Los Angeles Civil Rights Attorney
As Americans, the Constitution provides us with a number of personal rights and protections. The term “civil rights” refers to the rights of individuals to receive fair and equal treatment and to be free from unfair discrimination. These rights apply in a number of settings including employment, education, and housing, to name a few. Your civil rights cannot be violated by your employer, a private business, a governmental agency or any other institution.
Federal and state laws guarantee equal protection for all, regardless of age, race, gender, disability, nationality, religion, pregnancy, veteran status or sexual orientation. If you believe you have been the victim of discrimination in the workplace or have lost employment opportunities due to a violation of your civil rights, please contact Strong Advocates to obtain more information about pursuing your legal rights.
Title VII of the Civil Rights Act
Title VII of the Civil Rights Act of 1964 is a landmark piece of civil rights legislation, which prohibits discrimination based on race, color, religion, gender or national origin. It provides all Americans with equal voting rights and ended racial segregation in schools, workplaces and public facilities.
Under this law, employers must not hire or fire any individual or make any decisions relating to his or employment based on race, color, religion sex or national origin. Employers cannot limit, segregate or classify employees or job applicants using any of the above factors as determinants. Title VII of the Civil Rights Act of 1964 applies to entities including employers, employment agencies, unions and training programs.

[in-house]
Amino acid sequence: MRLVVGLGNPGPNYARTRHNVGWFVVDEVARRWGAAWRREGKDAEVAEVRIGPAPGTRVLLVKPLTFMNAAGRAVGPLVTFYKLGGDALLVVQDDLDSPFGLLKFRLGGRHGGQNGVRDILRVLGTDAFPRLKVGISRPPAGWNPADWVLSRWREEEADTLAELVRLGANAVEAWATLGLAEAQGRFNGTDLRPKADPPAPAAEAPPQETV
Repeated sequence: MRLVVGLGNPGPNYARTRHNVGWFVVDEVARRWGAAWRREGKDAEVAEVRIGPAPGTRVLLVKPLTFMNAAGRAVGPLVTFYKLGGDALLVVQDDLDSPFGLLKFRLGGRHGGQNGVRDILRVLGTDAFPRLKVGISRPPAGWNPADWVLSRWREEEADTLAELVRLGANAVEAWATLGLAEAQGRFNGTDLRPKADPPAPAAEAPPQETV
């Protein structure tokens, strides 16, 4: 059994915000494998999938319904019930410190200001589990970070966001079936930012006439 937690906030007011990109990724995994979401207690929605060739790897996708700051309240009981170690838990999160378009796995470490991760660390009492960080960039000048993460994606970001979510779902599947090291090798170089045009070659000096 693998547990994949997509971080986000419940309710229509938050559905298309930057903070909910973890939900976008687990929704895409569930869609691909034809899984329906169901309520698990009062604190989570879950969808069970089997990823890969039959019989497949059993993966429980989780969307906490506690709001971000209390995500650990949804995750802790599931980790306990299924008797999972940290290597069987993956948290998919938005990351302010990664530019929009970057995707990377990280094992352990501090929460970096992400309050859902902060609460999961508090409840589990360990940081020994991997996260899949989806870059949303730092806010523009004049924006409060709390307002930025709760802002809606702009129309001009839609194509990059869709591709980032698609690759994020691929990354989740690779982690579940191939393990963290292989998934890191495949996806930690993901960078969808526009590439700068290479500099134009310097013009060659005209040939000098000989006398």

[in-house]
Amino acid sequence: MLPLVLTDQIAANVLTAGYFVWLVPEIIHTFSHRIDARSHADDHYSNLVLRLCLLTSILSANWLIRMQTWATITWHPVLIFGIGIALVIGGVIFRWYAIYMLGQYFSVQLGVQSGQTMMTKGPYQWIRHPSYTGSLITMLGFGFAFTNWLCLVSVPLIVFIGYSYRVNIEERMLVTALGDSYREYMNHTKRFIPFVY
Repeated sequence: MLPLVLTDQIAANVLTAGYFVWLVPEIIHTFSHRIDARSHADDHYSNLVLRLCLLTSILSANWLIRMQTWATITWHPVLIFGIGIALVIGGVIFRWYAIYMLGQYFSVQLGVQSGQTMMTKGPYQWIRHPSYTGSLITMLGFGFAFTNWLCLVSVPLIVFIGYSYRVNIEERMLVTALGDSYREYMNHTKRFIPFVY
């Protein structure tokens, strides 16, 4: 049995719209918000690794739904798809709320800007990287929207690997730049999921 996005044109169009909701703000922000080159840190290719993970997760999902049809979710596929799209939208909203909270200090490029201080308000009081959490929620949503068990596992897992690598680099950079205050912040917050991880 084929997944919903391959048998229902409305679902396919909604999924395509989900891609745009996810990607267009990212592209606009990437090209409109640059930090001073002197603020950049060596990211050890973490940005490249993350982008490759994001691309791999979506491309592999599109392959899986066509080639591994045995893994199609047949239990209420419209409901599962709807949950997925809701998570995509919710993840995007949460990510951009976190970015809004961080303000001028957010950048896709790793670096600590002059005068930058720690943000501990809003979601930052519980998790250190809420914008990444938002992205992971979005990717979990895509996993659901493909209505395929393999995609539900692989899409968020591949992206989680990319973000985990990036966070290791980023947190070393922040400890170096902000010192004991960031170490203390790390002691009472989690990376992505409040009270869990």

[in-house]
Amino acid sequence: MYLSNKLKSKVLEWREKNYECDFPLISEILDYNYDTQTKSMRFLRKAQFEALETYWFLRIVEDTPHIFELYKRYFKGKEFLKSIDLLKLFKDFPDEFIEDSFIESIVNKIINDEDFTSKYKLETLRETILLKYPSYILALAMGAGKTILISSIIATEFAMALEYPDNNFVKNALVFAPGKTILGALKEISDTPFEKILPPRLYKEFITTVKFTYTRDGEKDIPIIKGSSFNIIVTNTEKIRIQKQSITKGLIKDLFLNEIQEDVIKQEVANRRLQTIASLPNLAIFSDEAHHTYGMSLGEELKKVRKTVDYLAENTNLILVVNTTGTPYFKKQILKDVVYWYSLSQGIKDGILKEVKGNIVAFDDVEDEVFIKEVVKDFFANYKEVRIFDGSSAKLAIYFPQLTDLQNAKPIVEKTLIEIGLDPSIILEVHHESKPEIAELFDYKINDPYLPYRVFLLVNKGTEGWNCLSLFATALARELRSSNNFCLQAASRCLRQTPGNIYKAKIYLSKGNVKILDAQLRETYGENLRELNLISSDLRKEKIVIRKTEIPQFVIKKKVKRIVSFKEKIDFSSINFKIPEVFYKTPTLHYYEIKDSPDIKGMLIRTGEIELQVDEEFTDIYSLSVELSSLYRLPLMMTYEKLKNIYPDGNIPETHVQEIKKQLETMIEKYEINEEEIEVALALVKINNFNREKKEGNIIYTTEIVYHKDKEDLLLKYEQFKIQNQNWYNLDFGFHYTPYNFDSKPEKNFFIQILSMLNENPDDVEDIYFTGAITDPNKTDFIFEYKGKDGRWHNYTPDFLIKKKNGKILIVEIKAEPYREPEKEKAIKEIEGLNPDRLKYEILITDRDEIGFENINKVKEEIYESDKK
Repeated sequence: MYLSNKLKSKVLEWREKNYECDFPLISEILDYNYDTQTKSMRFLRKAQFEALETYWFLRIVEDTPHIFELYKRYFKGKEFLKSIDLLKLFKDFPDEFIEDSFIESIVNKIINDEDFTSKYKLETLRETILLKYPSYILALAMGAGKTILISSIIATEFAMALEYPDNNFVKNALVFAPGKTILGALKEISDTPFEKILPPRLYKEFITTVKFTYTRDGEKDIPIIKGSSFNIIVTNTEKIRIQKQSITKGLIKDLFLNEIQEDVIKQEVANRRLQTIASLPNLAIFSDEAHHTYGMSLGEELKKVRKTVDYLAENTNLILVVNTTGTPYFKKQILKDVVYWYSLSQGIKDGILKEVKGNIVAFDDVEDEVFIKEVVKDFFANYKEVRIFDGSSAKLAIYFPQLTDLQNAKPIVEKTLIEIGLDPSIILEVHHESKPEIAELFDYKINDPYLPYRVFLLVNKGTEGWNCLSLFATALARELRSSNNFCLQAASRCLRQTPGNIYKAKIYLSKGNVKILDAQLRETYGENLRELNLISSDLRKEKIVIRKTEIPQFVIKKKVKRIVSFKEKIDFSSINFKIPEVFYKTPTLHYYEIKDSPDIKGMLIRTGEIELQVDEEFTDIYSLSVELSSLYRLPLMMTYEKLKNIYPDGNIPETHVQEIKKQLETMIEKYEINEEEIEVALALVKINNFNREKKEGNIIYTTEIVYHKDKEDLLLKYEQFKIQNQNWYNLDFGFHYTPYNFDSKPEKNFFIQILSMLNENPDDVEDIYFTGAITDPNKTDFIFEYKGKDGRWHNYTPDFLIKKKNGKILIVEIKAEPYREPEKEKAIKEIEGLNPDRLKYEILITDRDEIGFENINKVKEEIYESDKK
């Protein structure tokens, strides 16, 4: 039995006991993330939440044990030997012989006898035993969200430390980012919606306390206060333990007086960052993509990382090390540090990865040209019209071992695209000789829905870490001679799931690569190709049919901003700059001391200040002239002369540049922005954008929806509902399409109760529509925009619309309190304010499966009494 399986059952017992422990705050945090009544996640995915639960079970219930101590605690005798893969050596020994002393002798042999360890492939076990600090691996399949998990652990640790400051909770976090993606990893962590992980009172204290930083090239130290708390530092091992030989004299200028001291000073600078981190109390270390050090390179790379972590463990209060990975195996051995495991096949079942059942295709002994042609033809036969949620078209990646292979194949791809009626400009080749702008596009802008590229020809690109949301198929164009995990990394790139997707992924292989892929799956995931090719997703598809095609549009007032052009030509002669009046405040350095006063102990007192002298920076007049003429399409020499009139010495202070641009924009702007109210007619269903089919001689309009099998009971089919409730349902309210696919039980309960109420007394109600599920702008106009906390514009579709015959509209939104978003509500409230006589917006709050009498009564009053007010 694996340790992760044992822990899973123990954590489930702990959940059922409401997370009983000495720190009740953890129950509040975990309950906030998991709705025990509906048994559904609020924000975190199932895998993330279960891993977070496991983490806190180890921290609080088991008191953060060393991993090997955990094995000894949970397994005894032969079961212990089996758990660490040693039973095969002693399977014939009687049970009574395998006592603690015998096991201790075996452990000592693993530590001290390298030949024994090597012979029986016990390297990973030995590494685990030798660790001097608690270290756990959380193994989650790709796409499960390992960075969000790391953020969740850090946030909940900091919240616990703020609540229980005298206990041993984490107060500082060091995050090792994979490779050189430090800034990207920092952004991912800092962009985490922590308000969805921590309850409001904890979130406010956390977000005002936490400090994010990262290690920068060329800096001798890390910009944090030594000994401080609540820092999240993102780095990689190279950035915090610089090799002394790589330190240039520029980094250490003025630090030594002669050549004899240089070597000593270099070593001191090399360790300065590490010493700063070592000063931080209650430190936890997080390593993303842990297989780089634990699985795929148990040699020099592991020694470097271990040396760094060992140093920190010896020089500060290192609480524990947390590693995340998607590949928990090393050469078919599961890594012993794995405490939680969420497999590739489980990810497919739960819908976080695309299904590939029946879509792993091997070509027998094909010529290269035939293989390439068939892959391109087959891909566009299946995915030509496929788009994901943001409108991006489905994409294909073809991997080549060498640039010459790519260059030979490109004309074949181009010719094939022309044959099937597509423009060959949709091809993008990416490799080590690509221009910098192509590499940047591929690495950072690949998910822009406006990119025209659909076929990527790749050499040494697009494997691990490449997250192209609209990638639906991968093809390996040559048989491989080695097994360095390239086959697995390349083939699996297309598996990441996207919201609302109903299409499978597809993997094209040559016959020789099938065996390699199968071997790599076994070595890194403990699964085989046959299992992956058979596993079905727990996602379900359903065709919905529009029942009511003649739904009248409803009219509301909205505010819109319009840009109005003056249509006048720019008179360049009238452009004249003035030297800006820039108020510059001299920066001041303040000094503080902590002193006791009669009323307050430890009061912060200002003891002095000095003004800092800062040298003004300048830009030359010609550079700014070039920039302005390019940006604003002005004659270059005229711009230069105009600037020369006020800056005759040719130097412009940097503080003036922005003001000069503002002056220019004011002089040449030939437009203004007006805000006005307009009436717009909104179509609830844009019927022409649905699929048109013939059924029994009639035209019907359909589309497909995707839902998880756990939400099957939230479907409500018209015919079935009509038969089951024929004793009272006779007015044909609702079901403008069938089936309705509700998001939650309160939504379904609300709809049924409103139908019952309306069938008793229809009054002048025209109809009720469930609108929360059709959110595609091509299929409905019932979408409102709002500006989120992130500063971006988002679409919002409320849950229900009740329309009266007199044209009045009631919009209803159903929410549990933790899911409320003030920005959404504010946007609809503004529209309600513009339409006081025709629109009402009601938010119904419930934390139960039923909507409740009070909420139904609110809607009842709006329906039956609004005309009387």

Potential Legal Options
If you believe that you have faced unlawful discrimination in the workplace, there are a number of legal options available to you. Depending on the circumstances of your case, you may be able to resolve the issues through informal negotiations, a civil lawsuit, or through a government claim.
Informal negotiations: If you have a civil rights matter, you can try to resolve it outside of court. This may occur before or after a lawsuit has been filed. This process generally requires both sides to meet with a mediator and provide a detailed accounting, including evidence and witness statements supporting their case. A successful mediation ends with both parties signing an agreement in which the employer agrees to pay the employee and the employee agrees to give up her right to sue. A skilled lawyer can help you negotiate the best resolution possible.
Private lawsuit in civil court: You may be able to take your civil rights issue to civil court. You or your attorney will need to file a written legal complaint that explains what wrongdoing occurred, the harm that was done and how the opposing party was responsible for the civil rights violations. You will have the burden of proving the legal elements of the charge have been met. Because this is generally a lengthy and sometimes arduous process, considerations include the amount of potential damages and strength of your evidence.
Claim with the government: If your civil rights have been violated, you can ask the government to conduct an investigation into your allegations. Once you file your claim, the government agencies will determine where and how the case will be handled. Many individuals opt to hire private attorneys to also represent them, even if a government agency elects to file a lawsuit.
Protecting Your Rights
If your civil rights have been violated in the workplace, it is important that you begin documenting the events that occurred and the policies or procedures that violated your rights. Contact a Los Angeles employment lawyer at Strong Advocates to review the details of your case and help you determine the best possible course of action. Call us at (800) 260-1495 to schedule your consultation.